Pursuant to the New Regulation, the wholesale of veterinary products can only be made by the veterinary product wholesalers and human medicine wholesalers, which are to be approved by Ministry of Health. On the other hand, the retail sales are to be conducted by the pharmacies or the clinics, and animal hospitals approved by the MoA. In addition, it is clearly regulated that the wholesalers are not allowed to directly sell the products to the end users. With this approach, the New Regulation clearly indicates the supply chain of the veterinary products from the registration holder to the end user.
The New Regulation also introduces a pharmacovigilance requirement. As with human medicine products, the New Regulation provides details on pharmacovigilance aimed at research, to evaluate the effects and/or adverse effects of veterinary products that occur at normal doses and requires registration holders as well as the veterinarian to make safety notifications to the MoA. The New Regulation further provides that a veterinary surgeon should be appointed as a pharmacovigilance manager of the registration holder. Along with the GMP requirement, the MoA should also issue a Guide for pharmacovigilance within one year of the New Regulation.
It is worth mentioning that global companies have already maintained a pharmacovigilance system due to their internal standards. Therefore, implementing the new pharmacovigilance requirements may not be a burden on companies; however, they must implement and familiarise with pharmacovigilance system as soon as possible.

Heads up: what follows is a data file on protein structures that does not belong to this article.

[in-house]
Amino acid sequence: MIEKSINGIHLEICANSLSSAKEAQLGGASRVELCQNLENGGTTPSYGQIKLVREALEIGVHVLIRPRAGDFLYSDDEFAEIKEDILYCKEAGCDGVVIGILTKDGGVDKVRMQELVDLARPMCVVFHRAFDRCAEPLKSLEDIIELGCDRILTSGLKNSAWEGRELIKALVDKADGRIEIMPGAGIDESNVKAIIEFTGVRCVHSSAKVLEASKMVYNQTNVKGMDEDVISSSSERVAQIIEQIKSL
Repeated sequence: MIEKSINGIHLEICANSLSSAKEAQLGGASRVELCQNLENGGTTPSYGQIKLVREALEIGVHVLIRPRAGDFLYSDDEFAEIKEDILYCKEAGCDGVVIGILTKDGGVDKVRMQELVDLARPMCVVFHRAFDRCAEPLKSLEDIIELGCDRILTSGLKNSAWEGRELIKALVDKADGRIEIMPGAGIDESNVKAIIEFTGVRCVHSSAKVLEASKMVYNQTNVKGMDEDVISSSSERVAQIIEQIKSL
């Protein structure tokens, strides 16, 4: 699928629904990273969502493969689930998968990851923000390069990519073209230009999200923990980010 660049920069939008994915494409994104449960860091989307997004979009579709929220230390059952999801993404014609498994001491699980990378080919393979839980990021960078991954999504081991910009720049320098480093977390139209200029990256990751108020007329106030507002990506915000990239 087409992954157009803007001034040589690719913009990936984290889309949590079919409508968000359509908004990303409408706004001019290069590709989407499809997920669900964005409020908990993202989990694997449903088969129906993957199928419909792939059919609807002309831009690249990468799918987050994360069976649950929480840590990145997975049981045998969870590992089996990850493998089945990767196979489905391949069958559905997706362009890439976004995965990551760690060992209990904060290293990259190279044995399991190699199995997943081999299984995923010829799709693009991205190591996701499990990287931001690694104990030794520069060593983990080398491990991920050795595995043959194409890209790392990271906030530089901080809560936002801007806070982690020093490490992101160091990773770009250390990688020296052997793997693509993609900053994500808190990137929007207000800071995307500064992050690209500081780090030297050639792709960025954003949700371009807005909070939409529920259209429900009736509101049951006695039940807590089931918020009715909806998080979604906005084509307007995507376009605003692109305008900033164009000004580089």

Unlike the previous regulation, the New Regulation sets forth sanctions such as suspension and cancellation of the product registrations and sanctions in case of non-compliance to the provisions regarding promotion and pharmacovigilance, etc. Last of all, the Regulation also provides detailed provisions regarding audit of manufacturing facilities and wholesalers and the relevant sanctions to be applied to the same in case of non-compliance.
As mentioned at the beginning, this New Regulation is one of the yields of the harmonization process with the EU and it has been an important step forward for Turkey to address contemporary standards of veterinary products. Furthermore, with the issuance of detailed secondary legislations and guides which are expected to be implemented very soon we foresee that Turkey may reach the needed standards for veterinary products legislation. Last of all, the industry's adaptation to the new legislation is a question mark especially for the local companies. Since even before the New Regulation most of the multinational companies have already implemented and applied its global policies in the Turkish market, the main concern for the adaptation is generally towards the local companies which used to make use of the non-restricting nature of the previous legislation.
The content of this article is intended to provide a general guide to the subject matter. Specialist advice should be sought about your specific circumstances.